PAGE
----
Margot Tenenbaum, blond hair, sulking in a fur coat

The personal is political, but does it always have to be broadcasted?

Right now, there’s a stranger in my bed.

Well, on the laptop screen on my bed. A few days ago, I learnt that one of the friends I made off of the internet went to primary school with one of my only friends from high school. The girl who called me a homewrecker in grade 8 and I are sending each other astrology memes. It’s a small world.

It used to be that you had work/school, you had your family and friends and you had yourself and these were all mutually exclusive and separate entities that made up your life. You’d tell your brother about a new anime streaming site you’d found but you would never share with your manager that you sometimes spend Friday nights drunk and facedown on your dirty carpets singing Ariana Grande songs. And only your friends would know that you were in love with a boy who wore jean shorts (it was only the one time, I swear!) but they would never know you resent his girlfriend for being the girl you fail to be. 

It used to be like that. 

But now the internet, social media and the era of unsolicited (yet somehow constantly demanded) vulnerability and openness has us living in this never-ending performance where you always have to simultaneously be all the 12 characters of the great truest self for a play that has no curtain call. Part of isn’t all #society’s fault.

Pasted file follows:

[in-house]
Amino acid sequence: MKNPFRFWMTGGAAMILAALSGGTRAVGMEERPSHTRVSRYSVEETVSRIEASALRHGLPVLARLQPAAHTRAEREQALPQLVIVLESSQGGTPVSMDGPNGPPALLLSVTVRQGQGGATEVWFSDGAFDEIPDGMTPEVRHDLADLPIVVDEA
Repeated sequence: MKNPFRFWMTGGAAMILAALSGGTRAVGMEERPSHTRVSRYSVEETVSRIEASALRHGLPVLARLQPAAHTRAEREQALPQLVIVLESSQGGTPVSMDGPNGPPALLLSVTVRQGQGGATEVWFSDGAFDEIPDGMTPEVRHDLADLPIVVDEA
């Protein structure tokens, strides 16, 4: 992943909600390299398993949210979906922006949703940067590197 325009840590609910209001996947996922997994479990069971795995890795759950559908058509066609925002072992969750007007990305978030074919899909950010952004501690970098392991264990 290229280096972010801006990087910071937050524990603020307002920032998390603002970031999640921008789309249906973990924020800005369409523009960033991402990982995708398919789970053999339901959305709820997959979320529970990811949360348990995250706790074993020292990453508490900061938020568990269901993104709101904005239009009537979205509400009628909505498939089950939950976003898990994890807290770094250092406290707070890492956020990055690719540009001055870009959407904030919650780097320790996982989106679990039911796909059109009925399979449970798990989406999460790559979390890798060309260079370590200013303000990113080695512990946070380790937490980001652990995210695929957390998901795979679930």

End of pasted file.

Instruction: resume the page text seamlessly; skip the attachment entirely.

My favourite young adult novels were always diaries and memoirs. I kept my own diary, pledging to be honest and brave and daring as I recorded what I had for dinner, the loneliness I felt around beautiful girls, how I was going to be art, with some reader, in the far future, laughing, crying and being with me through all of it. I have always wanted to live a documented life.

I will always be grateful for the internet, especially in my teen years when I could live a thousand lives through one screen. I could be a rriot zine girl with friends in Canada who lived in a Petra Collins photograph. I could be an emotional wreck who watch Strivers Rows poems all day and performed her own spoken poetry to the audience of a webcam and a desk lamp. I could be a punk, a health goth, a kawaii cutie or the greatest Sims 2 architect. I was growing, I was living, I was sharing.

And then suddenly it wasn’t enough to share the blurry photos of my outfits, I had to make money out of it. I couldn’t just talk about my heartbreak unless it was to help other people not feel all so alone. My work had to be my passion and since it was everything about me, of course I had to post about it on Instagram five times a day. 

I can’t eat, sleep or shit without affecting a celebrity persona – how would this look to the viewers at home, I have to let the world know about my risotto, this angle and this filter will provide the adoration I so desperately don’t care about. I am under constant surveillance, everyone is always looking at me. But I rarely ever see myself anymore.

So my biggest 2020 resolution is to actually have a private life. You know, kick it old school and actually make a piece of art without wanting to tweet about how liberating it is. Cook a meal for my family and not parade it for the gram. My work, my eccentricity, my eyeliner won’t be all I am but just the extension of myself I allow the world to see.

I am going to live like no one is watching. Because, from now on, no one will be.

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